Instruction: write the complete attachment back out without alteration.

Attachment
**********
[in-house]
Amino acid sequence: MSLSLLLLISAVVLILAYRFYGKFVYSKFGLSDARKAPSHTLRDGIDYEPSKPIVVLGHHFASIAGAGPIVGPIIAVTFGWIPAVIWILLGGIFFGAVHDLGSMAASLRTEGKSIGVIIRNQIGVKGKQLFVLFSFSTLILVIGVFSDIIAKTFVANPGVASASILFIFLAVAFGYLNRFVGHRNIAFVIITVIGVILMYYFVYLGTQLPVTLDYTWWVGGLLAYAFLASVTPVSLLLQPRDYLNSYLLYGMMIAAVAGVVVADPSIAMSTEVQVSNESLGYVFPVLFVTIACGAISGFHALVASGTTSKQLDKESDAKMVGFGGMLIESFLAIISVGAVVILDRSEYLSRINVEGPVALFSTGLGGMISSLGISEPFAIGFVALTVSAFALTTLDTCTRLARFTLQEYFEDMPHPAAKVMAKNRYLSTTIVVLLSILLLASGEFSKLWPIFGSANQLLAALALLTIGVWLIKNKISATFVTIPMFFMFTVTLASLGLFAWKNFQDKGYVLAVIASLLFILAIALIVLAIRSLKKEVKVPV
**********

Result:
[in-house]
Amino acid sequence: MSLSLLLLISAVVLILAYRFYGKFVYSKFGLSDARKAPSHTLRDGIDYEPSKPIVVLGHHFASIAGAGPIVGPIIAVTFGWIPAVIWILLGGIFFGAVHDLGSMAASLRTEGKSIGVIIRNQIGVKGKQLFVLFSFSTLILVIGVFSDIIAKTFVANPGVASASILFIFLAVAFGYLNRFVGHRNIAFVIITVIGVILMYYFVYLGTQLPVTLDYTWWVGGLLAYAFLASVTPVSLLLQPRDYLNSYLLYGMMIAAVAGVVVADPSIAMSTEVQVSNESLGYVFPVLFVTIACGAISGFHALVASGTTSKQLDKESDAKMVGFGGMLIESFLAIISVGAVVILDRSEYLSRINVEGPVALFSTGLGGMISSLGISEPFAIGFVALTVSAFALTTLDTCTRLARFTLQEYFEDMPHPAAKVMAKNRYLSTTIVVLLSILLLASGEFSKLWPIFGSANQLLAALALLTIGVWLIKNKISATFVTIPMFFMFTVTLASLGLFAWKNFQDKGYVLAVIASLLFILAIALIVLAIRSLKKEVKVPV